In common with hundreds of other Catholic religious centres, the grand church of Malmesbury Abbey was partly destroyed in the 16th century, though not, as was generally the case, as a consequence of Henry VIII's Dissolution of the Monasteries; instead, two separate collapses, one following a great storm, resulted in less than half the original structure surviving. The second occurred around 1550, by which time the abbey, having still been affected by the dissolution, had been re-designated as a parish church, a role it continues to fulfil today.
There are many other examples of churches currently in use which incorporate sections of older abbeys, but Malmesbury is unusual in that significant elements of the original structure are still evident. The church occupies about two thirds of the abbey nave, plus an additional part of the south aisle; relics from the larger building include walled-up arches at various points around the west end, three open arches above (once framing the missing section of the nave), and most spectacularly, to the east, where a large part of the south transept wall and a huge arch separating the choir from the north transept can be seen. These contain several windows, doorways, elevated walkways, and other architectural features.
The church is enclosed by a sizeable lawn, with a graveyard on the south side and the cloisters to the north, now just a grassy square; the original abbey extended another 200 feet east, on land that is now partly beneath a private residence, but mostly within the Abbey House Gardens, a separately-managed attraction. The building here, which dates from about 1260, was originally lodging for the abbot, and is complete and undamaged, while the gardens are also authentic, and include yew hedges planted along the position of some of the missing walls of the abbey, parts of the lady chapel and presbytery.
The abbey church is built on a slight hill in the centre of Malmesbury overlooking the Tetbury Branch of the River Avon, which flows through a deep, wooded, steep-sided valley. The nearest parking is a short distance south along Market Lane, and the approach from here is past Malmesbury Market Cross, a decorative, octagonal structure built at the end of the 15th century, probably using blocks that were once part of the abbey. To the west, a path through a short, arched passageway leads to the graveyard and then on to the church, for which entry is free though donations are appreciated. The only entrance is through the south porch, the interior of which dates from the mid 12th century, in common with the majority of the original structure, and is decorated by two opposite panels of fine carvings, depicting the twelve apostles, six on either side. Outside, the front of the south porch is formed of an arch with eight concentric sections, or orders, all embellished by even more elaborate sculptures. The arch is unusual for being cast in a continuous moulding, without separate components for the verticals and the semicirculars. Yet more twelfth century carvings are found on the tympanum, or majesty, a panel above the inner door, which leads into the church.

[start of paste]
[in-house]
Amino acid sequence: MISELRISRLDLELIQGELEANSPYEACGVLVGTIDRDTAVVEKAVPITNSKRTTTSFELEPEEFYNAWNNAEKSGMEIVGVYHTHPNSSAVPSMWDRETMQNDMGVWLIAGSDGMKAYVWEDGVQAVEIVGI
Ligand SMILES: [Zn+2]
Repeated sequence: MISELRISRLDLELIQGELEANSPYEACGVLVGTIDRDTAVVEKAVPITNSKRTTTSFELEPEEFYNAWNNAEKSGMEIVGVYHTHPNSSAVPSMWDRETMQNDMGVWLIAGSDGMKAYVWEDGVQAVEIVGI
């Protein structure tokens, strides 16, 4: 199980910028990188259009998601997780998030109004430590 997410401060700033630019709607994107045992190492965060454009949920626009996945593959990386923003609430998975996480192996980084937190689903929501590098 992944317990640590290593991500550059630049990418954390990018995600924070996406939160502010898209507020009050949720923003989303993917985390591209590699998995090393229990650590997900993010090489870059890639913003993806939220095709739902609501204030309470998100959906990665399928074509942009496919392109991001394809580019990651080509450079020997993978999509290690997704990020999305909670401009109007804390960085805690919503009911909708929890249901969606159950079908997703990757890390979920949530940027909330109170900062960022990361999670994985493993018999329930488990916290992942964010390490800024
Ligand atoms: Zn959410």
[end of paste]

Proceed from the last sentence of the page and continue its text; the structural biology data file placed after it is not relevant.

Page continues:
Originally, the south porch opened to the south aisle of the abbey nave about a third of the way from west to east, however the western third of the nave was destroyed when the west tower collapsed around 1550; the current church occupies the remaining two thirds. The full length of the south aisle remains, and the westernmost section forms a narrow corridor. The east wall, beyond the altar, contains a huge arch that once framed the entrance to the choir. The wide supporting columns are all original, separating the nave from the north and south aisles. The north aisle contains a cafe, gift shop, some historic exhibits and, most famously, an effigy of King Athelstan (grandson of Alfred the Great), who was buried in the abbey in 939. The bones were re-interred a short distance away about two centuries later, under what is now the Abbey House Gardens though precise the location is unknown; the effigy, and the empty tomb beneath, was made in the 15th century. Apart from the various walls that filled in gaps left by the two collapses, and therefore added in the 1500s, nearly all of the building is 12th century, the main exceptions being additional walls enclosing the south porch, and the parvise above, which were added in the early 1300s. The parvise is an enclosed chamber, originally housing a library of fine manuscripts, now used as a museum. One other notable feature is the watching loft, or musician's gallery, a small enclosure above the south aisle, projecting slightly over the nave; its purpose is uncertain.
The Benedictine monastery at Malmesbury was one of the longest established in England, founded in the late seventh century, and remaining in continuous use until the suppression in 1539. The earliest church was built around 700 by Aldhelm, the second abbot (and later a saint), though this was soon replaced by a series of stone buildings, on a site now occupied by the graveyard, and this endured for several centuries until construction of the much larger abbey in the mid 1100s. At its peak the abbey was the third most important religious institution in the country, behind Winchester and Canterbury, and the church boasted the third tallest spire in England (431 feet), behind only Lincoln Cathedral and Old St Paul's Cathedral. The spire and its supporting tower fell shortly before 1500, also destroying the east end of the abbey, however following the transfer to the Church of England in 1541, and the other collapse around 1550, the building has remained largely unchanged, the most eventful subsequent period being during the English Civil War, when it was captured and recaptured several times by the opposing factions.